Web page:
I’ve had a number of coworkers report that their Finder has been behaving poorly since the upgrade to Mavericks. They have noticed that when opening a new Finder window, the window will remain blank and beach-ball for 20-30 seconds before filling in as expected, then seeming to work fine. I was able to resolve this issue by removing the Finder plist and restarting Finder.
I noticed the other day that my XProtect file had been updated for the first time in quite a while. The reason this caught my eye is because prior to this update, the last one was back in October of 2013, and I hadn’t heard of any new threat. So I decided to do some digging.
I was recently sent an article about how to improve your iPhone battery life and asked my opinion of it. I tried reading through it, but the author lost me in the first two sentences of his first recommendation. It was pretty clear that he didn’t quite understand how the technology worked – a sort of knowing just enough to be dangerous situation. I figured I would throw together my own little guide for those interested.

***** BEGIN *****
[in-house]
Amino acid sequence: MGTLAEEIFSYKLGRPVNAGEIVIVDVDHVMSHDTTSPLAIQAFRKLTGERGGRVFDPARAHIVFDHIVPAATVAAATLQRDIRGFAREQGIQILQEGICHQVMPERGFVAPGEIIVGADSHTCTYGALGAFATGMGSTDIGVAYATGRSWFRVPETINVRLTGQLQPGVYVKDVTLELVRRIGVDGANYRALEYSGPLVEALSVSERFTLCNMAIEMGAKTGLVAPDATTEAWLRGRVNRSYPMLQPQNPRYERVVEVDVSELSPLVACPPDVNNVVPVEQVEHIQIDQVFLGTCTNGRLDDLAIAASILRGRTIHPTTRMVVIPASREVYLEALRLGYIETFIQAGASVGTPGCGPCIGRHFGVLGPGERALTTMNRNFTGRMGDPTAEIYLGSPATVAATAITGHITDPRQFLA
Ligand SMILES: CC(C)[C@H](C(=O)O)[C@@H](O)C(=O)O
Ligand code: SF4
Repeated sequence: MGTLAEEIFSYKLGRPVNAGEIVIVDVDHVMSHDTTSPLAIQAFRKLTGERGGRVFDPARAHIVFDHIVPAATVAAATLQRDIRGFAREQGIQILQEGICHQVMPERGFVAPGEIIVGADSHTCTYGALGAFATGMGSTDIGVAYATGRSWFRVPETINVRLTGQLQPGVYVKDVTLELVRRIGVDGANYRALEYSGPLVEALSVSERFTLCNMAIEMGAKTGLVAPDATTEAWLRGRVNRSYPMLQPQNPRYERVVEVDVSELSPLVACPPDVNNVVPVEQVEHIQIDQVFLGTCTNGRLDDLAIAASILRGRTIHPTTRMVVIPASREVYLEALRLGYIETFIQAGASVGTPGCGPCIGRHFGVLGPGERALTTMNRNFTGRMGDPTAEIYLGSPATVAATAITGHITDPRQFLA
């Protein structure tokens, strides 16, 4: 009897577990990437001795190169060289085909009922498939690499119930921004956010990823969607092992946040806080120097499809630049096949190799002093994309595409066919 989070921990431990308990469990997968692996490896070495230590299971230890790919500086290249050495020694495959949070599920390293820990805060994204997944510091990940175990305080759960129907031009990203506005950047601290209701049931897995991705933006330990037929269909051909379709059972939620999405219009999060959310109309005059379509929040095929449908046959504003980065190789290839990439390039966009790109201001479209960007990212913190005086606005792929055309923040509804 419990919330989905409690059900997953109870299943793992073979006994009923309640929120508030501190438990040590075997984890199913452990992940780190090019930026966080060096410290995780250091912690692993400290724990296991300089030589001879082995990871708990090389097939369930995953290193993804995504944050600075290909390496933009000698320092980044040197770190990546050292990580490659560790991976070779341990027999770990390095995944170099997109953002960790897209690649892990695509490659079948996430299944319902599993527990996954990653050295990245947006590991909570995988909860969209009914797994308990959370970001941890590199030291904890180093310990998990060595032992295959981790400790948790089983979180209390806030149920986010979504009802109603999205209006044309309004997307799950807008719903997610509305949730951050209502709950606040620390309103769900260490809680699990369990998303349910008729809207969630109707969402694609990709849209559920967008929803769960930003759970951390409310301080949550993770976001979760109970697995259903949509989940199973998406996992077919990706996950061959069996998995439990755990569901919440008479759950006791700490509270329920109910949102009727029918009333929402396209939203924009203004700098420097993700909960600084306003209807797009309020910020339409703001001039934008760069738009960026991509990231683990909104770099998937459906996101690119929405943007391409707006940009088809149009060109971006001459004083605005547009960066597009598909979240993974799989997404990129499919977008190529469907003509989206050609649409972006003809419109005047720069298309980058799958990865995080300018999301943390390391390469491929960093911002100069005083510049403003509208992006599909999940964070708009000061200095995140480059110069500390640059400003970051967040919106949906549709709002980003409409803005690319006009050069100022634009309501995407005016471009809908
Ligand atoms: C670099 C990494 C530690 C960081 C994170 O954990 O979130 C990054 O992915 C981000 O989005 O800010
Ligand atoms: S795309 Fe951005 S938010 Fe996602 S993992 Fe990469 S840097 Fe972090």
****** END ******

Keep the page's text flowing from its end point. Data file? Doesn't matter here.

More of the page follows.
Alright – this one is going to be short and sweet. A problem that begins to crop up with Terminal over time is that when you open it, it can take a number of seconds to “load” to the actual command prompt. You can begin typing while it loads, and it should catch up with you without problem, but the delay bothers the hell out of me, and I would assume a lot of other people. Luckily, the cause of and resolution to this is very simple.
OS X Server comes with FreeRADIUS pre-installed, but does not have any GUI interface for enabling or configuring it. This guide will walk you through, step-by-step, how to enable, configure, and test your RADIUS server. I’ll probably follow up with a separate guide on configuring various devices to work with the FreeRADIUS server you will be configuring here.